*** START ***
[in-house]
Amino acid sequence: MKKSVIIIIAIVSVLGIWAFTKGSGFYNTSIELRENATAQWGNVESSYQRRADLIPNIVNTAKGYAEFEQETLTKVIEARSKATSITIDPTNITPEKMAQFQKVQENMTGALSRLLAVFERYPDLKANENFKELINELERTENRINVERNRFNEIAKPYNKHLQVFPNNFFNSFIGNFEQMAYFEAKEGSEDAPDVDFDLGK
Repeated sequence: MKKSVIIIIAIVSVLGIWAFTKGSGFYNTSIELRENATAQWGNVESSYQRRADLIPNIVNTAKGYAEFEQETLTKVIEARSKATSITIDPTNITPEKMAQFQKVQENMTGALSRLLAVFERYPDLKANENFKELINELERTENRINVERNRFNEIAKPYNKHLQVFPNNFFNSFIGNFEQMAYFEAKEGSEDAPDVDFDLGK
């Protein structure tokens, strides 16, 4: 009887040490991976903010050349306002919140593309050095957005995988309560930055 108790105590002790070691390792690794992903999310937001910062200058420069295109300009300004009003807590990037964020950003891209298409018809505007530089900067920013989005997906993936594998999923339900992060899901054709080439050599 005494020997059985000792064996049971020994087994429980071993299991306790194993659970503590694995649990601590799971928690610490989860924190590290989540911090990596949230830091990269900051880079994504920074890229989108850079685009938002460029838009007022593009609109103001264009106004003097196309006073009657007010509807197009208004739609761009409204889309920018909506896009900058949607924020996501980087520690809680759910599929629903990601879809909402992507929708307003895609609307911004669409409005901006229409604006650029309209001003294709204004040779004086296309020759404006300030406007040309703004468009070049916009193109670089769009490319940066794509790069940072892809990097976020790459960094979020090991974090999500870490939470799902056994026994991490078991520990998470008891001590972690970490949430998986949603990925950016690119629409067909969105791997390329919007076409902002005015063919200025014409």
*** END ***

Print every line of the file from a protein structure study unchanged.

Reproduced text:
[in-house]
Amino acid sequence: MKKSVIIIIAIVSVLGIWAFTKGSGFYNTSIELRENATAQWGNVESSYQRRADLIPNIVNTAKGYAEFEQETLTKVIEARSKATSITIDPTNITPEKMAQFQKVQENMTGALSRLLAVFERYPDLKANENFKELINELERTENRINVERNRFNEIAKPYNKHLQVFPNNFFNSFIGNFEQMAYFEAKEGSEDAPDVDFDLGK
Repeated sequence: MKKSVIIIIAIVSVLGIWAFTKGSGFYNTSIELRENATAQWGNVESSYQRRADLIPNIVNTAKGYAEFEQETLTKVIEARSKATSITIDPTNITPEKMAQFQKVQENMTGALSRLLAVFERYPDLKANENFKELINELERTENRINVERNRFNEIAKPYNKHLQVFPNNFFNSFIGNFEQMAYFEAKEGSEDAPDVDFDLGK
């Protein structure tokens, strides 16, 4: 009887040490991976903010050349306002919140593309050095957005995988309560930055 108790105590002790070691390792690794992903999310937001910062200058420069295109300009300004009003807590990037964020950003891209298409018809505007530089900067920013989005997906993936594998999923339900992060899901054709080439050599 005494020997059985000792064996049971020994087994429980071993299991306790194993659970503590694995649990601590799971928690610490989860924190590290989540911090990596949230830091990269900051880079994504920074890229989108850079685009938002460029838009007022593009609109103001264009106004003097196309006073009657007010509807197009208004739609761009409204889309920018909506896009900058949607924020996501980087520690809680759910599929629903990601879809909402992507929708307003895609609307911004669409409005901006229409604006650029309209001003294709204004040779004086296309020759404006300030406007040309703004468009070049916009193109670089769009490319940066794509790069940072892809990097976020790459960094979020090991974090999500870490939470799902056994026994991490078991520990998470008891001590972690970490949430998986949603990925950016690119629409067909969105791997390329919007076409902002005015063919200025014409």